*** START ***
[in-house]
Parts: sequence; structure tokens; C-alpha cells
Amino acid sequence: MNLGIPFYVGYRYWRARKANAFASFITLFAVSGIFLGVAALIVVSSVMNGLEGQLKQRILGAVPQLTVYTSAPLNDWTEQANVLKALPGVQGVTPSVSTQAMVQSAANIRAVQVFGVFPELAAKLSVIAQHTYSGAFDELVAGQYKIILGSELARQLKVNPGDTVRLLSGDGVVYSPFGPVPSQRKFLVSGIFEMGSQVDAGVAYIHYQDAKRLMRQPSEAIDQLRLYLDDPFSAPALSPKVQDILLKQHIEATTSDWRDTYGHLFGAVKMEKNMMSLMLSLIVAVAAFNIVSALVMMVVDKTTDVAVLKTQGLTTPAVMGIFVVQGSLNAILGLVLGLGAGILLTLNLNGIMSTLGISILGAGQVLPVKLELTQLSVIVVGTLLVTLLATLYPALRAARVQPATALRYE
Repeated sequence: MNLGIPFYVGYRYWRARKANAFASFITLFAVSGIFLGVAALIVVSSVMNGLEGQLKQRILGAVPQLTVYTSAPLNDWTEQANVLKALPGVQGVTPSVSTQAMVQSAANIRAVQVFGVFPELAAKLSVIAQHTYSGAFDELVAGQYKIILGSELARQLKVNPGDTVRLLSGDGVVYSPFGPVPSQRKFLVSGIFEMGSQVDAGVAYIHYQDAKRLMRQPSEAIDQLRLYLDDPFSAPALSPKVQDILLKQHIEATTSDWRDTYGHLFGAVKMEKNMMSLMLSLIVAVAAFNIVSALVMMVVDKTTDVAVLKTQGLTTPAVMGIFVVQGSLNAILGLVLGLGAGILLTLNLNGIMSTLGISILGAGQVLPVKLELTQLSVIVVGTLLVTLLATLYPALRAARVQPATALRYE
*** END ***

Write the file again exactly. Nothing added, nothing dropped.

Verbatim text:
[in-house]
Parts: sequence; structure tokens; C-alpha cells
Amino acid sequence: MNLGIPFYVGYRYWRARKANAFASFITLFAVSGIFLGVAALIVVSSVMNGLEGQLKQRILGAVPQLTVYTSAPLNDWTEQANVLKALPGVQGVTPSVSTQAMVQSAANIRAVQVFGVFPELAAKLSVIAQHTYSGAFDELVAGQYKIILGSELARQLKVNPGDTVRLLSGDGVVYSPFGPVPSQRKFLVSGIFEMGSQVDAGVAYIHYQDAKRLMRQPSEAIDQLRLYLDDPFSAPALSPKVQDILLKQHIEATTSDWRDTYGHLFGAVKMEKNMMSLMLSLIVAVAAFNIVSALVMMVVDKTTDVAVLKTQGLTTPAVMGIFVVQGSLNAILGLVLGLGAGILLTLNLNGIMSTLGISILGAGQVLPVKLELTQLSVIVVGTLLVTLLATLYPALRAARVQPATALRYE
Repeated sequence: MNLGIPFYVGYRYWRARKANAFASFITLFAVSGIFLGVAALIVVSSVMNGLEGQLKQRILGAVPQLTVYTSAPLNDWTEQANVLKALPGVQGVTPSVSTQAMVQSAANIRAVQVFGVFPELAAKLSVIAQHTYSGAFDELVAGQYKIILGSELARQLKVNPGDTVRLLSGDGVVYSPFGPVPSQRKFLVSGIFEMGSQVDAGVAYIHYQDAKRLMRQPSEAIDQLRLYLDDPFSAPALSPKVQDILLKQHIEATTSDWRDTYGHLFGAVKMEKNMMSLMLSLIVAVAAFNIVSALVMMVVDKTTDVAVLKTQGLTTPAVMGIFVVQGSLNAILGLVLGLGAGILLTLNLNGIMSTLGISILGAGQVLPVKLELTQLSVIVVGTLLVTLLATLYPALRAARVQPATALRYE